Amazon.com: Customer Reviews: Five Years to Freedom: The True Story of a Vietnam POW
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on April 24, 2003
Special Forces Lieutenant James N. Rowe was sent to Vietnam in 1963 as an advisor with the Military Assistance and Advisory Group (MAAG) to help train the South Vietnamese army. Early on in his tour, Rowe was captured by the Vietcong during a harrowing fire fight and became a prisoner of war for 5 horrible years.
Held deep in Southern Vietnam, Lieutenant Rowe would be confined in bamboo cages with no protection from the elements and suffered continuous bouts of dysentery, beri-beri, and fungus infections throughout his confinement. Medical care was practically non-existent and only became available when it suited his captors needs and whims.
During the initial years of captivity, Rowe would be confined with other Americans at his camp. He and other POW's would be witness to 3 fellow soldiers starving to death while the Vietcong offered no useful assistance to help save lives.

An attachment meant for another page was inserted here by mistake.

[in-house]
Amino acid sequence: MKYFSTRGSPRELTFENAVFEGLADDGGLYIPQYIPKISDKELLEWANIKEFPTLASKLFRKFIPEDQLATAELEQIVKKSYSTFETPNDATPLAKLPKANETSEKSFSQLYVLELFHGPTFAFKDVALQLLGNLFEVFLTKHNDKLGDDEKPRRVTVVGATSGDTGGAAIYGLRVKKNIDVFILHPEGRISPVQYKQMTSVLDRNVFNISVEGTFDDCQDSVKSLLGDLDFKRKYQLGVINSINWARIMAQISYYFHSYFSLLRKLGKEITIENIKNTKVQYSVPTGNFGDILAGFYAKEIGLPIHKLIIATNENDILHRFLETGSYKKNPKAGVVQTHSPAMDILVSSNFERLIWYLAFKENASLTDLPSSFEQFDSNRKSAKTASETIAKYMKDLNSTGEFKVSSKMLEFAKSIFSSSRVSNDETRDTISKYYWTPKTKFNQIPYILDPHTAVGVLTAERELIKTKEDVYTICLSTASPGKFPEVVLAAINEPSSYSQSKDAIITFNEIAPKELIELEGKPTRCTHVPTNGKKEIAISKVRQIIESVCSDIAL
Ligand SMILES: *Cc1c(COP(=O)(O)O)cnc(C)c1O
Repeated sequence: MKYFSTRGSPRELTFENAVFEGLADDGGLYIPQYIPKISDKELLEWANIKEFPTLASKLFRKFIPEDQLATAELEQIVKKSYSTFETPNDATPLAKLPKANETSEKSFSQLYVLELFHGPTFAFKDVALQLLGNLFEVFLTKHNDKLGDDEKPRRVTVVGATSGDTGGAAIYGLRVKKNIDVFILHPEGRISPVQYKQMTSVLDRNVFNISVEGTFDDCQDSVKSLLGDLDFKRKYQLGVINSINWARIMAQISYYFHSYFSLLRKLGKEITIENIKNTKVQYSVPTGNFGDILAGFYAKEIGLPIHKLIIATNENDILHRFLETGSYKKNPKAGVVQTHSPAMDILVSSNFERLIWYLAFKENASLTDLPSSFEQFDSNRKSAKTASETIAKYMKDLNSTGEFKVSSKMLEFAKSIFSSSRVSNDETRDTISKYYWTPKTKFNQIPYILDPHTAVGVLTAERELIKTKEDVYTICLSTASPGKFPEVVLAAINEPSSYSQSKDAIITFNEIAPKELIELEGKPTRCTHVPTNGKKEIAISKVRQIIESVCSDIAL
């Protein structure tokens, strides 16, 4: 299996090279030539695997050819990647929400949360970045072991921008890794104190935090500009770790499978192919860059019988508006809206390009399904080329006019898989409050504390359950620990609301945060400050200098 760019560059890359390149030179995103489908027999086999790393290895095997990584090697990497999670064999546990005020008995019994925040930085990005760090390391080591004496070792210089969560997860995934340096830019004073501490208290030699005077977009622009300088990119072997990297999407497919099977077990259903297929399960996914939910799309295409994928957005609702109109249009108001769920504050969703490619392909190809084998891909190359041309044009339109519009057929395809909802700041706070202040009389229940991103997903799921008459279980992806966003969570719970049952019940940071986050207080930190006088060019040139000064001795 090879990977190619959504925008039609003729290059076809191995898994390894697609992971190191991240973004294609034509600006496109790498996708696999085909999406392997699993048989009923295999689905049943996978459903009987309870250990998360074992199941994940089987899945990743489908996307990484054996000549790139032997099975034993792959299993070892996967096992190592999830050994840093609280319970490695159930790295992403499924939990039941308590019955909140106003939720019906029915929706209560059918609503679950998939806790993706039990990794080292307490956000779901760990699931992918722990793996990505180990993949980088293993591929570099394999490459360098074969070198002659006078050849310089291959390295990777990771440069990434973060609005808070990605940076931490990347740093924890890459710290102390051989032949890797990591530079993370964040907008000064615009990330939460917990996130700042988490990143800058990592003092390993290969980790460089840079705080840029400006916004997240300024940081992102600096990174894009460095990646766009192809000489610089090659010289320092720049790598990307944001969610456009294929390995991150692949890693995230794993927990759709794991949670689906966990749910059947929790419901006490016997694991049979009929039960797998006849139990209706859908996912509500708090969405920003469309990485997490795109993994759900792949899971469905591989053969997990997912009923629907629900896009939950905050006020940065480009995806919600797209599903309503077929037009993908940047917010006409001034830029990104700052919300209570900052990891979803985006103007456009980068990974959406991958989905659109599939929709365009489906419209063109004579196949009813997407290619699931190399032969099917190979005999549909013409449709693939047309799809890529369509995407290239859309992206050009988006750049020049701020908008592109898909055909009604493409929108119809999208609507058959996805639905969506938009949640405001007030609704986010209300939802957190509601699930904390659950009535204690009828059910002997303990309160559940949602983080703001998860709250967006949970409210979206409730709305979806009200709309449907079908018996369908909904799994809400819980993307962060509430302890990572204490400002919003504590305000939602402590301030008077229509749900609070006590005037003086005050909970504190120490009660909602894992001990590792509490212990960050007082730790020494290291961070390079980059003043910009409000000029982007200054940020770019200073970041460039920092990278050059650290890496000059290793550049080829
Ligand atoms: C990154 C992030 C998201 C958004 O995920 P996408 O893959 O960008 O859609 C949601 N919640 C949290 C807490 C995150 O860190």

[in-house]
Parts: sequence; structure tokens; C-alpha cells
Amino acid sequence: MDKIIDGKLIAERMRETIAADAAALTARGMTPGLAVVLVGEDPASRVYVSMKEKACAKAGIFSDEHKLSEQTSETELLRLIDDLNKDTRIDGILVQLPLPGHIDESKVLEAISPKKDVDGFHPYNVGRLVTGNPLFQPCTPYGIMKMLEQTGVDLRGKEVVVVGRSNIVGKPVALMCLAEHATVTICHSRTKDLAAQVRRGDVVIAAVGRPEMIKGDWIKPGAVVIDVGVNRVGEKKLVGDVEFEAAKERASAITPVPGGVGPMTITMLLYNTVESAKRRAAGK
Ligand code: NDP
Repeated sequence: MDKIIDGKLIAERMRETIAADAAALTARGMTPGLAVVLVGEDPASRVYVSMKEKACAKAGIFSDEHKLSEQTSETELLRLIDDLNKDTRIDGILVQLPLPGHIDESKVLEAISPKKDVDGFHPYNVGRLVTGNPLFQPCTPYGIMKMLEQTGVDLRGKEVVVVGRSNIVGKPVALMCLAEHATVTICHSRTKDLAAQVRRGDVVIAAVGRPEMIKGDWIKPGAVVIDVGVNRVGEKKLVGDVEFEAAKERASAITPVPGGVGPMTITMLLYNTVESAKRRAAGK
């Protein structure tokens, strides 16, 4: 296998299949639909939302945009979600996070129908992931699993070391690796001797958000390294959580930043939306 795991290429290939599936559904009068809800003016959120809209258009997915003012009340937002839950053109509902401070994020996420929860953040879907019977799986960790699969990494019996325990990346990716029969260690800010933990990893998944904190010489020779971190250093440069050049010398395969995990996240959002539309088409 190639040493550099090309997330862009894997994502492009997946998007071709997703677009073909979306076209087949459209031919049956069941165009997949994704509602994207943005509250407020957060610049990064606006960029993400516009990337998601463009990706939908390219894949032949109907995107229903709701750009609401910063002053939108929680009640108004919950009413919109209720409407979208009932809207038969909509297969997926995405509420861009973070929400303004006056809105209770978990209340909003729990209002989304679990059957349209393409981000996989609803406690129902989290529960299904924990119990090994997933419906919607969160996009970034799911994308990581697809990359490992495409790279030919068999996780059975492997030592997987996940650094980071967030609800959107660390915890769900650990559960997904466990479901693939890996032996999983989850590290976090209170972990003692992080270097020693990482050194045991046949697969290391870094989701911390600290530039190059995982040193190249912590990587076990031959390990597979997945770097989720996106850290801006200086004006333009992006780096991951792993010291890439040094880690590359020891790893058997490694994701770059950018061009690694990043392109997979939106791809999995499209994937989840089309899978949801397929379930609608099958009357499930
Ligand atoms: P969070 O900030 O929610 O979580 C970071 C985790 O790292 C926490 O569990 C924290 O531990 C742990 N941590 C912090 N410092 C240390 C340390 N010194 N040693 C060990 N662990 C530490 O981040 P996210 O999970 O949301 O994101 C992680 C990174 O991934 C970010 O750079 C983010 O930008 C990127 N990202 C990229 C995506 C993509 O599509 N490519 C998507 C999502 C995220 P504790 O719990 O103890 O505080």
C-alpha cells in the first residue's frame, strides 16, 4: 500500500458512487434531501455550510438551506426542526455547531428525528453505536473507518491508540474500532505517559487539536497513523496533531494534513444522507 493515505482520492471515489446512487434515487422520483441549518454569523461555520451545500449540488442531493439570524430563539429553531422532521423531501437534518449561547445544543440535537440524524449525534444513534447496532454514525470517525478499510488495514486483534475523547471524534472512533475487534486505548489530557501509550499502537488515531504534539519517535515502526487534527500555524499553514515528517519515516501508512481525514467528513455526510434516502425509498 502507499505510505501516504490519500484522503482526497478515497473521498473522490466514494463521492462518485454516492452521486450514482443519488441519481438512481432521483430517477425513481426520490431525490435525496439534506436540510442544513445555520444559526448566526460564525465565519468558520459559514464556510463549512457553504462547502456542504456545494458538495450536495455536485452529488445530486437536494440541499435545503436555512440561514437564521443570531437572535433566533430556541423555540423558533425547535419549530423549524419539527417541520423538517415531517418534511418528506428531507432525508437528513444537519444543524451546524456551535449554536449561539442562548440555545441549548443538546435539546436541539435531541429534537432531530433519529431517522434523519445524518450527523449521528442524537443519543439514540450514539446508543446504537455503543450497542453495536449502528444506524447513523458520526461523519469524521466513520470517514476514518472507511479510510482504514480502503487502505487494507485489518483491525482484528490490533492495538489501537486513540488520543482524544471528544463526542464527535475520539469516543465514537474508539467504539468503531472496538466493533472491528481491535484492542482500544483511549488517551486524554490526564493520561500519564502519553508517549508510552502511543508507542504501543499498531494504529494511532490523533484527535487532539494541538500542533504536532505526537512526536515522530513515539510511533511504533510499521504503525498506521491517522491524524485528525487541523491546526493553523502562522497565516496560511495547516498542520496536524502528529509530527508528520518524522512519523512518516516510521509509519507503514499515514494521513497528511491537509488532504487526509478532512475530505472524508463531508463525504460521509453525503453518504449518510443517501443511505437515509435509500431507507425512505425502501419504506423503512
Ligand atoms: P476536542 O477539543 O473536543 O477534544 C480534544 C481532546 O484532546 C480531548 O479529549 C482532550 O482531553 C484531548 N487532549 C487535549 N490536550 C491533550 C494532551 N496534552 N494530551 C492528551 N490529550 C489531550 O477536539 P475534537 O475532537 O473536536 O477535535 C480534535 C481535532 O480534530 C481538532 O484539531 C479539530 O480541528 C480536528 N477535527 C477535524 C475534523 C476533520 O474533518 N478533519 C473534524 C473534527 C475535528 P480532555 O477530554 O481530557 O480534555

Subjected to years of political indoctrination from camp cadre and propaganda from Hanoi radio broadcasts, Rowe was psychologically tormented and abused. Adding to his further misery was that remaining American captives being held with him were released after 4 years leaving him completely alone and isolated for the remainder of his incarceration.
After several unsuccesful escape attempts, Rowe finally succeded in evading his captors in late 1968 and was rescued after signalling an American helicopter.